A new study published by the medical journal JAMA Psychiatry has found that telemedicine is a far superior method to deliver treatment for PTSD than requiring veterans to travel to government Veterans Affairs hospitals.
Veterans have traditionally been plagued with the need to travel long distances to VA hospitals in order to receive the treatment they need, but this requirement has been difficult, mostly because veterans with injuries find it difficult to maintain consistency.
Telemedicine, it seems, is an effective substitute and ensures consistency in treatment. Researchers in this study used a randomized trial design to study evidence-based psychotherapy, dividing 265 veterans, who lived in rural areas, into two separate groups. The study lasted from November 23, 2009, to September 18, 2011.
Although the sample size was small, the results are promising.
Veterans in the first group were given access to doctors via telemedicine, which included video correspondence and phone calls. This group was 8 times more likely to complete eight sessions of cognitive processing therapy than the second group, in which veterans still had to commute. The first group showed considerable improvement on PTSD and depression. With research in hand, the VA is considering developing an app to help veterans in rural areas receive the care they need.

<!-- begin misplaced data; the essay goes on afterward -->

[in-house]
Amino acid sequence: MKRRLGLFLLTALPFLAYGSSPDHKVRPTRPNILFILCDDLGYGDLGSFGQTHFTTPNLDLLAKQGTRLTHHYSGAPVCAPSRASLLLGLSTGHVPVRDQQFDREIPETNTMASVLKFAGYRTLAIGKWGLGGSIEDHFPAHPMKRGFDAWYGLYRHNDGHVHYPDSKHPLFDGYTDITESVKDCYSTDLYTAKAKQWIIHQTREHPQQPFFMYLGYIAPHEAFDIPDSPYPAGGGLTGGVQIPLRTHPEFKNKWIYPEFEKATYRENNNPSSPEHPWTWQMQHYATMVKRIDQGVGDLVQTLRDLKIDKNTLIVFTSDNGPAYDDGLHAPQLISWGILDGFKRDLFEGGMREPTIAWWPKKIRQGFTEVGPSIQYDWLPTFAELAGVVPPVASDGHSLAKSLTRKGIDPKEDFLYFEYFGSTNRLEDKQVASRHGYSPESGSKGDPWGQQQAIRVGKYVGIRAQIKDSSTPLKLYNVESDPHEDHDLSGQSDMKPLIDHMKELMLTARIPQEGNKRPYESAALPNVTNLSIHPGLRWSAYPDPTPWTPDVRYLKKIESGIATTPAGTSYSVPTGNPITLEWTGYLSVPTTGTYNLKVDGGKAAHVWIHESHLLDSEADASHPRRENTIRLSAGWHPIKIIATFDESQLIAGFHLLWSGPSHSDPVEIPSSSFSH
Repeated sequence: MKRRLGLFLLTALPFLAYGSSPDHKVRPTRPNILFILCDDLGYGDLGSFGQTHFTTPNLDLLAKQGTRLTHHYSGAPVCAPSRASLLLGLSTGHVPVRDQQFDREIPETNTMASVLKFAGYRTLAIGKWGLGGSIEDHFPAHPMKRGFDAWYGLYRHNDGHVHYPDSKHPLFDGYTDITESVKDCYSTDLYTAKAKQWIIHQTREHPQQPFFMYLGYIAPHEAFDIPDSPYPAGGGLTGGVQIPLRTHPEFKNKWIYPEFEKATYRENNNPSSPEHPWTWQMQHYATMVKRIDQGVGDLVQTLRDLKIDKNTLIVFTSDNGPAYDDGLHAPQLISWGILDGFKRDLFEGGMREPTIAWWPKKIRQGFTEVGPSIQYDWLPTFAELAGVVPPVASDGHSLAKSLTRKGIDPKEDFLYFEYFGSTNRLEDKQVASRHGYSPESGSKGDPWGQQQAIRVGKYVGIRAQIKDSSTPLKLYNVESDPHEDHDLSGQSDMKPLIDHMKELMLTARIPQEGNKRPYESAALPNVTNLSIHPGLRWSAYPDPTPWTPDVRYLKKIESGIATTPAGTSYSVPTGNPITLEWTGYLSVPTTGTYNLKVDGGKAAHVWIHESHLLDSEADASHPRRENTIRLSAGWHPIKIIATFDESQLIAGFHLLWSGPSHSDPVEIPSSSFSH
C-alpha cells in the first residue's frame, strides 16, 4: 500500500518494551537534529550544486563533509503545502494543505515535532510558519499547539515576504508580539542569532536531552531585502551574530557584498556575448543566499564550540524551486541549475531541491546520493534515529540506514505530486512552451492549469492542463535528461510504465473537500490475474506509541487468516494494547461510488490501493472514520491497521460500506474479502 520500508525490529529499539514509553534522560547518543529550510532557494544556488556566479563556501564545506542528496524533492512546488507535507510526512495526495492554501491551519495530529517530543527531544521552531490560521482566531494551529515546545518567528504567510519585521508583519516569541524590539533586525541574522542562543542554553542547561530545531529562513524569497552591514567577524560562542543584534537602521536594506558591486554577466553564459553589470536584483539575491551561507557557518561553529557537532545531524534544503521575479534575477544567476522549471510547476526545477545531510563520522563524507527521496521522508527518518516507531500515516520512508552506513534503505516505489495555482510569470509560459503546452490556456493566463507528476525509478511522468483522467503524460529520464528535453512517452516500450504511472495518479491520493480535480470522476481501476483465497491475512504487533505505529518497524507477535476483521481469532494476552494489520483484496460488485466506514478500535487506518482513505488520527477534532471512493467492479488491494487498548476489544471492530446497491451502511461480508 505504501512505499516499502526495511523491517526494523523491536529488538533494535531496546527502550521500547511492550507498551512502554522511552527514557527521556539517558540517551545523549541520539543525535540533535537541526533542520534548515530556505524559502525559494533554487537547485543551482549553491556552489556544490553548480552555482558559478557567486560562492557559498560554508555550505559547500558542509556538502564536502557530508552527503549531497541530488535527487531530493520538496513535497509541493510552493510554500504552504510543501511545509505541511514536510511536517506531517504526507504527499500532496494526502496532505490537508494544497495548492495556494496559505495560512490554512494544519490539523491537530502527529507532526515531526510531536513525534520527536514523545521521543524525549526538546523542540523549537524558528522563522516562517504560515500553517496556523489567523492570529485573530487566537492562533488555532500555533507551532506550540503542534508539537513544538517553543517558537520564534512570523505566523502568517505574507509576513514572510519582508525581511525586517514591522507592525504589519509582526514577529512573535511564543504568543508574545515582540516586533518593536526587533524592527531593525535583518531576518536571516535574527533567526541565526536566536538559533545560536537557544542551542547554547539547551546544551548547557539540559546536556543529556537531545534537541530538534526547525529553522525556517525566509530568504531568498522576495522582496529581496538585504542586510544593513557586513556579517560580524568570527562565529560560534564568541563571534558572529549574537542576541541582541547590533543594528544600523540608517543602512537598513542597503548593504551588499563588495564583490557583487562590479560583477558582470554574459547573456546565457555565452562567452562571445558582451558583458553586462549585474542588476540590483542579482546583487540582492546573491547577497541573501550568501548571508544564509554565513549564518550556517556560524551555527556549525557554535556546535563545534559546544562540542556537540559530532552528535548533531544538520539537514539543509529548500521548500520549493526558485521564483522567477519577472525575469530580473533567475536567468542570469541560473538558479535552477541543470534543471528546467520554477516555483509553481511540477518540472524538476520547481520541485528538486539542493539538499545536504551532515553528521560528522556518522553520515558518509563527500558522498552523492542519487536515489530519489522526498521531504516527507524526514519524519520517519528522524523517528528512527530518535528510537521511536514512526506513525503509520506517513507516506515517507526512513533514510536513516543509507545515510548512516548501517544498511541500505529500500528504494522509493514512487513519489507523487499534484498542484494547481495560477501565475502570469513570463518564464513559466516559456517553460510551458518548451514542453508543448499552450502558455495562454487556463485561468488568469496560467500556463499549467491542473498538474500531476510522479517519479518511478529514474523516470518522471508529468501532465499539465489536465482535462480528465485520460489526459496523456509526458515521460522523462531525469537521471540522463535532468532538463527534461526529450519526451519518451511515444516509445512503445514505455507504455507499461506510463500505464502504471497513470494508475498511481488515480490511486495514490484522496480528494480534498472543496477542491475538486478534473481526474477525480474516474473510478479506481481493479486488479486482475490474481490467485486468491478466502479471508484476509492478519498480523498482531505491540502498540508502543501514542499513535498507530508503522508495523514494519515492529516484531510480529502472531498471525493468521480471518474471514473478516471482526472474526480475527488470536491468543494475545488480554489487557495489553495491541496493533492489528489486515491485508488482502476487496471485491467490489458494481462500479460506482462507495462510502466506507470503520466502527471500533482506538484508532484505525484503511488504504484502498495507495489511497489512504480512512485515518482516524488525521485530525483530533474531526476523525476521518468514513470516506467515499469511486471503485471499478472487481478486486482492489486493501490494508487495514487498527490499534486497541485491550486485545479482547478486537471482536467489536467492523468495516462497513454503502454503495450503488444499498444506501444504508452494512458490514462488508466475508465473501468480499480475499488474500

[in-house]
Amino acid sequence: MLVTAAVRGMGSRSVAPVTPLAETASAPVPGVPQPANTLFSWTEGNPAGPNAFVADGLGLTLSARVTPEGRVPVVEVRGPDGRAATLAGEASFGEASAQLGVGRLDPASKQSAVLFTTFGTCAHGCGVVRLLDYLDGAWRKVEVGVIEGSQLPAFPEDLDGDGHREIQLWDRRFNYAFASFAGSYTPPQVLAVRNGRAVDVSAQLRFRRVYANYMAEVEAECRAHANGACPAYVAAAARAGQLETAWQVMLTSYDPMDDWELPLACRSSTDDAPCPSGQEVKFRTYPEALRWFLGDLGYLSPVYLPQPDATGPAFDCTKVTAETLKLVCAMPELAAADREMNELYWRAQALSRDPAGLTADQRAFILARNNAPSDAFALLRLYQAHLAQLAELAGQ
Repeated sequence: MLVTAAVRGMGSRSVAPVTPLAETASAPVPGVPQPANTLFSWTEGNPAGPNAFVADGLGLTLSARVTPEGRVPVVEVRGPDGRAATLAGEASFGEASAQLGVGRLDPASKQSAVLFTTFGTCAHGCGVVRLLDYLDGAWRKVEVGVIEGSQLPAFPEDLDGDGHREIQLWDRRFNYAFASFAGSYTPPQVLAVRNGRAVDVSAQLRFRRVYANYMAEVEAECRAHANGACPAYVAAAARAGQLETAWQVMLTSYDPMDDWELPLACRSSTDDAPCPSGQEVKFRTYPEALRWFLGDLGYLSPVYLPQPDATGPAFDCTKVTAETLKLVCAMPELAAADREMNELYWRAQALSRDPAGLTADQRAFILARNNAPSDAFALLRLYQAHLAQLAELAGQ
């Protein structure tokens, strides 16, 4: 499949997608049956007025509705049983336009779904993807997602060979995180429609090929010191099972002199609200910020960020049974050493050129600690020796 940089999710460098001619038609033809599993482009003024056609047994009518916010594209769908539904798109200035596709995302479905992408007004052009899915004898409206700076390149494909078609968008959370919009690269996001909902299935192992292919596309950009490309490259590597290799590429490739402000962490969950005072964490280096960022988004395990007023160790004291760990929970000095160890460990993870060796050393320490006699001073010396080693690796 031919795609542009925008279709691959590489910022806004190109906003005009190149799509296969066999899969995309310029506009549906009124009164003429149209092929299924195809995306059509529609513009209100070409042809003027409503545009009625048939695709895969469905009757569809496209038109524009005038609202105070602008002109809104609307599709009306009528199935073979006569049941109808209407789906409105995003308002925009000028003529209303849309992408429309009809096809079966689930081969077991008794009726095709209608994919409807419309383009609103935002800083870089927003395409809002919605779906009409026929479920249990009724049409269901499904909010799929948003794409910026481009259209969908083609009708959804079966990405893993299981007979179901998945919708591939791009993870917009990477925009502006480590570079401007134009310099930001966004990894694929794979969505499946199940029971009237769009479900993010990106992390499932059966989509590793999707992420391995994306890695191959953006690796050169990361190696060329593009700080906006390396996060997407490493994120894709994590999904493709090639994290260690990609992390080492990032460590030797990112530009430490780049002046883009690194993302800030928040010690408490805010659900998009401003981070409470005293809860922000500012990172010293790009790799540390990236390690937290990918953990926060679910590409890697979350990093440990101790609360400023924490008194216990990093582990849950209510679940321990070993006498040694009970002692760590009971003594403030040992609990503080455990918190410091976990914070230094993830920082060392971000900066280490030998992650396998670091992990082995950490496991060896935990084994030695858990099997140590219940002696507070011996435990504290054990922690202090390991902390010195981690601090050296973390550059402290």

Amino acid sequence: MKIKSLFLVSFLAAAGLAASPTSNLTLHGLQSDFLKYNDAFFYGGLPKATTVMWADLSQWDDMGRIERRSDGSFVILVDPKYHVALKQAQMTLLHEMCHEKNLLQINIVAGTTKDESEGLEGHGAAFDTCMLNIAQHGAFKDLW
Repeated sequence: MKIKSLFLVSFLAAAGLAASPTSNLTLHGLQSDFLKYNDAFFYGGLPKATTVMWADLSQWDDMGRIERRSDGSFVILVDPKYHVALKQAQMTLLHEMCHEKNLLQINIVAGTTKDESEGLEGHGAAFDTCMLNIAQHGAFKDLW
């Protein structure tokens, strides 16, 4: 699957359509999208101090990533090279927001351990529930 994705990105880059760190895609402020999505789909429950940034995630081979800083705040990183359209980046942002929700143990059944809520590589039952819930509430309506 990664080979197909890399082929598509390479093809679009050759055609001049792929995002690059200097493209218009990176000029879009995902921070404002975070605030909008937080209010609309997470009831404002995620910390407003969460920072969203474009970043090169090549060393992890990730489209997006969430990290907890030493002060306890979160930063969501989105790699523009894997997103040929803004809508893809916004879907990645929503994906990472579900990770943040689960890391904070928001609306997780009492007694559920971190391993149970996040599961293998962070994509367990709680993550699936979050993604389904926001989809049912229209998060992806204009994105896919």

“Despite its limitations, this trial introduces a promising model for managing PTSD in a treatment-resistant population. Findings suggest that telemedicine-based collaborative care can successfully engage this population in evidence-based psychotherapy for PTSD, thereby improving clinical outcomes,” the researchers wrote.
An additional benefit—and very important benefit given recent VA scandals—is that telemedicine may be effective in reducing both infrastructure costs and wait times, since as of 2012 the number of veterans using hospital services has increased by almost 400,000 over a six year period.
Even still, 20 to 30 percent of personnel from Iraq and Afghanistan suffer from post-traumatic stress disorder, reports Military.com. And around 9.2 percent, or 500,000, of the Veterans Health Administration population suffer from PTSD. The study was funded by the Department of Veterans Affairs.
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